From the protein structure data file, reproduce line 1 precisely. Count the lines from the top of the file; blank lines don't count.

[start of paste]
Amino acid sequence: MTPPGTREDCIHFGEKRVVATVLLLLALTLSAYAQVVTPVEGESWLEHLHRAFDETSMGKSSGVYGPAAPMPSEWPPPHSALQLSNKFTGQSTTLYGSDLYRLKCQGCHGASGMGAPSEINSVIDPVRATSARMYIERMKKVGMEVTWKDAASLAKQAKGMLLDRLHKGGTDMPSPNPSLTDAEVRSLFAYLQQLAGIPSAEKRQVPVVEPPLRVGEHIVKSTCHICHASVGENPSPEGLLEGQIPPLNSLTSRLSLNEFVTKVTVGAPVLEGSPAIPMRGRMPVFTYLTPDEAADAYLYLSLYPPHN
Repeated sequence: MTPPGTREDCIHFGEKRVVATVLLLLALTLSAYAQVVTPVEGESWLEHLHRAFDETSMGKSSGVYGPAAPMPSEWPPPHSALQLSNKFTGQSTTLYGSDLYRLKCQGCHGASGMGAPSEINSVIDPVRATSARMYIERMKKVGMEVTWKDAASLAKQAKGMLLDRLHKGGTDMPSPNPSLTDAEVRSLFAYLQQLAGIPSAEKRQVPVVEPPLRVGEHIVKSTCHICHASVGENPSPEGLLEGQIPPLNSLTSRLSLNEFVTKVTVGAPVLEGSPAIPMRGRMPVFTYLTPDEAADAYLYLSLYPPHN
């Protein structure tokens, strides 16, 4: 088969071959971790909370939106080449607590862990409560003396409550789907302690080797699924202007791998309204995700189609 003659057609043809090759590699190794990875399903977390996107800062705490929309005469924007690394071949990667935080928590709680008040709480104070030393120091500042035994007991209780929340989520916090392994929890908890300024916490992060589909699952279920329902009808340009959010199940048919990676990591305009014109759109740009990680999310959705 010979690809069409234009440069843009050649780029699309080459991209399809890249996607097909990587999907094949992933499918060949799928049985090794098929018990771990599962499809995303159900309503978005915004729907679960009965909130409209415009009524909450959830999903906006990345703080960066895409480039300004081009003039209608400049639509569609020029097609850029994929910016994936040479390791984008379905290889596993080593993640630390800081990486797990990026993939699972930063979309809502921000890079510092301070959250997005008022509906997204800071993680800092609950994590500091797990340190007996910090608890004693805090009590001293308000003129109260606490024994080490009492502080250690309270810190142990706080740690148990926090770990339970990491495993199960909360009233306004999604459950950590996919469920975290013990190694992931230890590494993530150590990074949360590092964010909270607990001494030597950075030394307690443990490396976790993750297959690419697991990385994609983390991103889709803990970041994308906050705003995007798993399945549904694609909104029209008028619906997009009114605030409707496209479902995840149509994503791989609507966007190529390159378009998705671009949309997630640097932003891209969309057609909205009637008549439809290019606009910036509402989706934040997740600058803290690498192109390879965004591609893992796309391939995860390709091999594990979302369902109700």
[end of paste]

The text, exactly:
Amino acid sequence: MTPPGTREDCIHFGEKRVVATVLLLLALTLSAYAQVVTPVEGESWLEHLHRAFDETSMGKSSGVYGPAAPMPSEWPPPHSALQLSNKFTGQSTTLYGSDLYRLKCQGCHGASGMGAPSEINSVIDPVRATSARMYIERMKKVGMEVTWKDAASLAKQAKGMLLDRLHKGGTDMPSPNPSLTDAEVRSLFAYLQQLAGIPSAEKRQVPVVEPPLRVGEHIVKSTCHICHASVGENPSPEGLLEGQIPPLNSLTSRLSLNEFVTKVTVGAPVLEGSPAIPMRGRMPVFTYLTPDEAADAYLYLSLYPPHN